In addition to the tests above, the AcuSolve model was run on a four-node cluster comprised of 3rd Generation Intel Xeon 6346 processors. On this cluster comprised of four nodes, each with 32 cores, the HQ model ran in 5,200 seconds, or approximately 1 hour and 27 minutes. The same model ran on a single node with the latest Intel Xeon Max Series 9480 CPUs in 5,260 seconds – within one minute of the clustered configuration. This means that the four-node cluster comprised of dual Intel Xeon Gold 6346-based servers can potentially be replaced by a single 9480-based node, reducing data center space requirements by up to 4x! The superior performance of the latest Intel Xeon Max Series 9480 CPUs translates into fewer racks, network drops, switches, ancillary equipment, and lower management costs. 


Significant Operational Savings

The latest Intel processors not only deliver better throughput — they are also more cost-effective. For example, the four-node Intel Xeon 6346-based cluster consumes approximately 1,640 watts.7 This translates into ~14,366 kWh annually, costing about $1,437.8 A single server comprised of two Intel Xeon Max 9480 processors delivers roughly the same throughput while consuming ~760 watts (~6,658 kWh annually) at a cost of about $667a 54% reduction in power and associated carbon dioxide emissions. While this savings of about $770 per year is modest (1,437-667), applying this to an environment with 400 3rd Generation Intel powered servers, annual power savings for servers alone amount to nearly $77,000 per year. Considering cooling and ancillary costs, annual energy savings in this scenario can be as high as $100,000 per year.9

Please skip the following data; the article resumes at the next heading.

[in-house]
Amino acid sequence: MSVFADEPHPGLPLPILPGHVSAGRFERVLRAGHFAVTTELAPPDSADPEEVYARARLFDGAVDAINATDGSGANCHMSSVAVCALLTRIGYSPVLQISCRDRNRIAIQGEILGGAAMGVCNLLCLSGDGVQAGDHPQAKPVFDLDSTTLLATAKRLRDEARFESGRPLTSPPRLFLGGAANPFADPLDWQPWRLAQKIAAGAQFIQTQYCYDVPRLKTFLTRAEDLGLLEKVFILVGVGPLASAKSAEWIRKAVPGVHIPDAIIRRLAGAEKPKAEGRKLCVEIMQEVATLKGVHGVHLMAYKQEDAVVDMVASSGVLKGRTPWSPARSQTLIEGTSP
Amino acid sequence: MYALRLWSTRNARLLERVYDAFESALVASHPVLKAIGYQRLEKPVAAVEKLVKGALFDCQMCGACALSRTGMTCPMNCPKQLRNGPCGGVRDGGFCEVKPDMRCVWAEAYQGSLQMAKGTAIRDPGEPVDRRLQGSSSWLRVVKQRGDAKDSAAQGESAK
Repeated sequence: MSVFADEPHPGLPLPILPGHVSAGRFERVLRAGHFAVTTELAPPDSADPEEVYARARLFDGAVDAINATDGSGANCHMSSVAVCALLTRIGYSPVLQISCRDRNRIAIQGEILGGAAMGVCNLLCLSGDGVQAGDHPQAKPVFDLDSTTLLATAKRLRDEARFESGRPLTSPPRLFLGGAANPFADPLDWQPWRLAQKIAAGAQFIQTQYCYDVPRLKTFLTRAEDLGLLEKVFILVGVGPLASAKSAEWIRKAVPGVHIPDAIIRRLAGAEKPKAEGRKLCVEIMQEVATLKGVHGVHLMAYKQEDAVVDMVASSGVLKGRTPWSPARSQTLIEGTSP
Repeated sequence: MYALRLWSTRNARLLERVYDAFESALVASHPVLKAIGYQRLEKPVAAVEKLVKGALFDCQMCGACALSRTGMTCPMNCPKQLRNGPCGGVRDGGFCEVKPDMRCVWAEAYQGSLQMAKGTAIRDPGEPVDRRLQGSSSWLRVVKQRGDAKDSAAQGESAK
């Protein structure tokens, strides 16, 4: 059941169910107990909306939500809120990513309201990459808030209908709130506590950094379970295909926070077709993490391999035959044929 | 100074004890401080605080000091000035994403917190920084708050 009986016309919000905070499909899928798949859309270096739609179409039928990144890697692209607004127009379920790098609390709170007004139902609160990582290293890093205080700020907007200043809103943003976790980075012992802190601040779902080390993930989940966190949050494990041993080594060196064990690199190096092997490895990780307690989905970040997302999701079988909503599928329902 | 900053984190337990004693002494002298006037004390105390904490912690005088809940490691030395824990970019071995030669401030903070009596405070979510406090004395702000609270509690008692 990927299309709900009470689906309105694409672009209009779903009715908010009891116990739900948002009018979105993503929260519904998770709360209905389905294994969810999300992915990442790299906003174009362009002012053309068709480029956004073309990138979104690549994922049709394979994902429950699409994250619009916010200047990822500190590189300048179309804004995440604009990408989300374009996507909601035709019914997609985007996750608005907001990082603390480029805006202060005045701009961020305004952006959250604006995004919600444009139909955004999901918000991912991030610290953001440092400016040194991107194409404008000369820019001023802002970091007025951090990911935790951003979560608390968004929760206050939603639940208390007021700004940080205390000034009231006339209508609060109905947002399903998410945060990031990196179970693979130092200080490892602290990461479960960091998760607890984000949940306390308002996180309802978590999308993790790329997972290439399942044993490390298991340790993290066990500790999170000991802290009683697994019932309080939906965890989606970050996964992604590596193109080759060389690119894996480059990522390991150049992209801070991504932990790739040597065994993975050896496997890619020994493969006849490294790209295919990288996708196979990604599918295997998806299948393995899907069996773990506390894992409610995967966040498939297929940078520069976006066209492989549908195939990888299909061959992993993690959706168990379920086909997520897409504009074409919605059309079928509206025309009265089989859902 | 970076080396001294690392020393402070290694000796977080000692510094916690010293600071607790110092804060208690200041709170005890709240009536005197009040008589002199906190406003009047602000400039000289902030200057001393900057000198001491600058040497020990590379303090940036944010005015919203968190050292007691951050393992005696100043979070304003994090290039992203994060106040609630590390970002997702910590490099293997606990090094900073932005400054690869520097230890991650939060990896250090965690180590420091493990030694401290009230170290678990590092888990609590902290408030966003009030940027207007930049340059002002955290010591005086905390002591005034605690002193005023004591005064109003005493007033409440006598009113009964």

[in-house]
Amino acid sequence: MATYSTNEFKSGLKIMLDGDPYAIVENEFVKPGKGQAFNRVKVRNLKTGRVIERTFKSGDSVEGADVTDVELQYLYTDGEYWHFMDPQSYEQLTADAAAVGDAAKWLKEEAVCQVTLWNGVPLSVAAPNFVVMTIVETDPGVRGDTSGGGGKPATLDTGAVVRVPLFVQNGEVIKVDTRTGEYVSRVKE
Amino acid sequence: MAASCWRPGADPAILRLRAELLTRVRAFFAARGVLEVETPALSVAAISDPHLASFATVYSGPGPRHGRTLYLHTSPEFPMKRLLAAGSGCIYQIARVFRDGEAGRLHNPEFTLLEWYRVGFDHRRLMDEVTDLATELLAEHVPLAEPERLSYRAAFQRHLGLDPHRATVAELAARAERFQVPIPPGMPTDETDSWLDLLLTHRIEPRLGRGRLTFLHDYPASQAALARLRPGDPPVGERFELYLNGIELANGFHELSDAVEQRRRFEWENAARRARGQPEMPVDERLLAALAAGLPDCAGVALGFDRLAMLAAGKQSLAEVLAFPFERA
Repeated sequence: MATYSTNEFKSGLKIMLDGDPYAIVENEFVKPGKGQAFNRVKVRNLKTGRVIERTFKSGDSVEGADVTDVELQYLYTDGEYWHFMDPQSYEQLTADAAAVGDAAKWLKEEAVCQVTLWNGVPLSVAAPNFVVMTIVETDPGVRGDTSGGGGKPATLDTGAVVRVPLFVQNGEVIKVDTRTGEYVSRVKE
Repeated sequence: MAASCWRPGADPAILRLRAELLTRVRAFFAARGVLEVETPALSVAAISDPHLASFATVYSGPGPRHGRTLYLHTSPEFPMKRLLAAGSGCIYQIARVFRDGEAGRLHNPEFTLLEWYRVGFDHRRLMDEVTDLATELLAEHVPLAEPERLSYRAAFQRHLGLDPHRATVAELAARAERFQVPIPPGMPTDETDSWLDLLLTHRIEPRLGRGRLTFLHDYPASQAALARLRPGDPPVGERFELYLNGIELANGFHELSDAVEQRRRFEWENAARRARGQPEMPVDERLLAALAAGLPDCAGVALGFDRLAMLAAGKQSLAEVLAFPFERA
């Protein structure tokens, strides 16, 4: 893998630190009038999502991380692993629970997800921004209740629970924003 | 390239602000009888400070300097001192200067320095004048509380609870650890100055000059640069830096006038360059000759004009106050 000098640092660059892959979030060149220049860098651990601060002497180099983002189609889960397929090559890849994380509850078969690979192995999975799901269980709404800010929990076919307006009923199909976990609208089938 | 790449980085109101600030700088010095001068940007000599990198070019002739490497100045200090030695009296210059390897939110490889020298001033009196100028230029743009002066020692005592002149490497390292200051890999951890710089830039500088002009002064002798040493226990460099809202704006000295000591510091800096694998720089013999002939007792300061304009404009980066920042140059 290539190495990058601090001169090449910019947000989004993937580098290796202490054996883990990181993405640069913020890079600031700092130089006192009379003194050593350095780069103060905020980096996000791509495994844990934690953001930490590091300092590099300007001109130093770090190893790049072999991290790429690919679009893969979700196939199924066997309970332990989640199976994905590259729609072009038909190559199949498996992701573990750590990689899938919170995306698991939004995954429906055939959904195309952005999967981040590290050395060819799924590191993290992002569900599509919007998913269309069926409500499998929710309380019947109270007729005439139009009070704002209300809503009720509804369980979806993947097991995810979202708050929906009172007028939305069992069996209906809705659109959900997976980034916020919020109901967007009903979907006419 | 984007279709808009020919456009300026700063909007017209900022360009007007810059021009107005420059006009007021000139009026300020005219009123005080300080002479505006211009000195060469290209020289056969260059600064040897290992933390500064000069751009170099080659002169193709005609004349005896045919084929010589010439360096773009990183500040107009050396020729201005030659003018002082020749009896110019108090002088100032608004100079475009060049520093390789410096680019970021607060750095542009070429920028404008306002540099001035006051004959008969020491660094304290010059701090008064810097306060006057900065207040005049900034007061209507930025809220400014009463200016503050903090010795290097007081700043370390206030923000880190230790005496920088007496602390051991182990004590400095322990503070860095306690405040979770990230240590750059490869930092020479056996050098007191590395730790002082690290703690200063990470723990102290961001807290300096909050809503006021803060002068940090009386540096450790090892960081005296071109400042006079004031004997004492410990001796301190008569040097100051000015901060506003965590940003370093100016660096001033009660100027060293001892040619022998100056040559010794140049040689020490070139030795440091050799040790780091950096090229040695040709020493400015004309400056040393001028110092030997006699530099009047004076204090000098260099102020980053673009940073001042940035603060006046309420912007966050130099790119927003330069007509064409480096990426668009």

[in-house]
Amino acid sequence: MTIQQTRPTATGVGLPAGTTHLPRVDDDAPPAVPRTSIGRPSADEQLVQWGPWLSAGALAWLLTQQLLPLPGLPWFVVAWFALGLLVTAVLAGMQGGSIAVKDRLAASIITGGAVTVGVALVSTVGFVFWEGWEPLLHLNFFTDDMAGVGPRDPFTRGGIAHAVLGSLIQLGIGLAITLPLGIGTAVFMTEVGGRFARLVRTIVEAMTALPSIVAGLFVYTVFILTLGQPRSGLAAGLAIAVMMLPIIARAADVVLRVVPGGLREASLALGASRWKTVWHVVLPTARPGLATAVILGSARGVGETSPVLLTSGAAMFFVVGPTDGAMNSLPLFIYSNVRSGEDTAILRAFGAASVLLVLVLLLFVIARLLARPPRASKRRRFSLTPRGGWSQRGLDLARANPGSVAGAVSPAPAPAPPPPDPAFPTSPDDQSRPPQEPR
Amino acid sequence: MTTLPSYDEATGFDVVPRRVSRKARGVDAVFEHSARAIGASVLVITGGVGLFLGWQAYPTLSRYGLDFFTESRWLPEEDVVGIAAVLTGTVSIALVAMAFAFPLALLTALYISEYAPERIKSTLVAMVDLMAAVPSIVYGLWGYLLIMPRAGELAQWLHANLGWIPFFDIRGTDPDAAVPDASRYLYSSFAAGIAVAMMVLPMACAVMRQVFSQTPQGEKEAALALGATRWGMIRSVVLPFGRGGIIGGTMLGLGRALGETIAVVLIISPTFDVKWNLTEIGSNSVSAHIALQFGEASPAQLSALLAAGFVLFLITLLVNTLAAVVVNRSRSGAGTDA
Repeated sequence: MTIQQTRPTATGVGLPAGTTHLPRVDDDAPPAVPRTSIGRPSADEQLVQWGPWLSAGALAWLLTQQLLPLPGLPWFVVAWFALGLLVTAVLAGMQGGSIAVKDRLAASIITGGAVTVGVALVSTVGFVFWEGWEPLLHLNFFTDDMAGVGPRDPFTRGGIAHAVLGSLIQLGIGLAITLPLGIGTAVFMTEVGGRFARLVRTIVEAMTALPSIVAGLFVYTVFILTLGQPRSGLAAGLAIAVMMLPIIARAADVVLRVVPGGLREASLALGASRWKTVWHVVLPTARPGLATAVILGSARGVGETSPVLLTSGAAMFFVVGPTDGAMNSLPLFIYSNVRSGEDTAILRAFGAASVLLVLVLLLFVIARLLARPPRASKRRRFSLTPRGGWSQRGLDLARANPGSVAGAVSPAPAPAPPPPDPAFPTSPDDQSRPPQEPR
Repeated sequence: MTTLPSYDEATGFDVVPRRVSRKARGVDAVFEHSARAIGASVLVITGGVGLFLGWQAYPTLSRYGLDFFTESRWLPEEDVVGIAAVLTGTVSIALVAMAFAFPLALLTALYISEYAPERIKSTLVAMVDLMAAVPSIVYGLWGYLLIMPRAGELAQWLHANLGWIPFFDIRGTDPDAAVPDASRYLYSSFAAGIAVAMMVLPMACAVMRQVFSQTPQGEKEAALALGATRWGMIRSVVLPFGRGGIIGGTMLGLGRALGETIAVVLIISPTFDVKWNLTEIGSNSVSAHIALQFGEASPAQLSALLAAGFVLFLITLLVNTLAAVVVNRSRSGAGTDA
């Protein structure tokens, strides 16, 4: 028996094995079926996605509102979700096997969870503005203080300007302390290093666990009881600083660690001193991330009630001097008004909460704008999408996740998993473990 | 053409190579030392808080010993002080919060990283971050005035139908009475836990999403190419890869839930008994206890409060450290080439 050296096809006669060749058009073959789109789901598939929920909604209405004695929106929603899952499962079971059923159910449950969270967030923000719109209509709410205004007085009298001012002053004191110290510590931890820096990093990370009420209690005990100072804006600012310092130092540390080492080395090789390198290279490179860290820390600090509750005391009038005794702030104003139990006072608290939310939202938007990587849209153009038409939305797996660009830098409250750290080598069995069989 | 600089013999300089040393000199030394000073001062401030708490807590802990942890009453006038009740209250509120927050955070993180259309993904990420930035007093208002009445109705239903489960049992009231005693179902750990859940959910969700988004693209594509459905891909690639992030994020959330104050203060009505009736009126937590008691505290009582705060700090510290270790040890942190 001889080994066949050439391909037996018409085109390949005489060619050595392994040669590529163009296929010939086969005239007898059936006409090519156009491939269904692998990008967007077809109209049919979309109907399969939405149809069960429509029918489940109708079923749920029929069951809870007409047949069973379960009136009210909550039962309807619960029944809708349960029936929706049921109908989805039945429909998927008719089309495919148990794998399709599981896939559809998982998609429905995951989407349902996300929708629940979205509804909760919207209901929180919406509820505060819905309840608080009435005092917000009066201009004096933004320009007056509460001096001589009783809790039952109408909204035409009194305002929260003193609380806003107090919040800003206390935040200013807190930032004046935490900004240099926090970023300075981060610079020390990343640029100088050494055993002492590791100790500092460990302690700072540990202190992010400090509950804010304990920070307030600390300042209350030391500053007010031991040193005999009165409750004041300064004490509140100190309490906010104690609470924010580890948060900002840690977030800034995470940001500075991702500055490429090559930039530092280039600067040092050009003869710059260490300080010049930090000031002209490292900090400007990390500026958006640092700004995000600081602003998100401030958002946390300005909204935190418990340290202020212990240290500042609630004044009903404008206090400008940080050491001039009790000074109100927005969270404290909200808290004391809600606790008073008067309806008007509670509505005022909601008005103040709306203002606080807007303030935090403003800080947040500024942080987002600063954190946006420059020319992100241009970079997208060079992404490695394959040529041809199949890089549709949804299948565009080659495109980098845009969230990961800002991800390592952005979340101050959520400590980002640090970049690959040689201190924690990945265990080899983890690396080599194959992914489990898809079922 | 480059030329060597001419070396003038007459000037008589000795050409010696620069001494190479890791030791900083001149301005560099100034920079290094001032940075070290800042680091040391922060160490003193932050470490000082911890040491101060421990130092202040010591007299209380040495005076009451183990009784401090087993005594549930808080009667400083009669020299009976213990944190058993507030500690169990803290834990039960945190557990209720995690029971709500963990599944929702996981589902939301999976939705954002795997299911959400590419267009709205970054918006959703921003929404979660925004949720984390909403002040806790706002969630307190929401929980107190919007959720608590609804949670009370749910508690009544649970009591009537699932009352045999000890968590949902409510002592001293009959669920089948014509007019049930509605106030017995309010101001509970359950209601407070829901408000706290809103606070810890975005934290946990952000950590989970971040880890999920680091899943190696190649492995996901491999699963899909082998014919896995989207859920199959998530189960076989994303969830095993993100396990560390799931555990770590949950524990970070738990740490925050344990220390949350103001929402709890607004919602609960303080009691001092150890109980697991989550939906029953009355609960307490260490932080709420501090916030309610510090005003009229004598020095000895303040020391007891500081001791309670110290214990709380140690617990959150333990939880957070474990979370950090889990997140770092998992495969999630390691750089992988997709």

Key Architectural Features

While some performance gains are attributable to the 40% increase in core count (56 cores for the 9480/8480+ vs. 40 cores for the 8380), core counts alone do not explain the 2.35x performance gain. Several innovations in 4th Generation Intel Xeon® CPUs contribute to these superior results across the three benchmarks:

  • Integrated high-bandwidth memory (HBM2e) in Intel Xeon Max Series
  • Eight x DDR5 memory channels (vs. six channels for 3rd Generation Intel® Xeon®)
  • CXL 1.1 connectivity and PCIe 5.0 support
  • UPI 2.0 for multi-socket scaling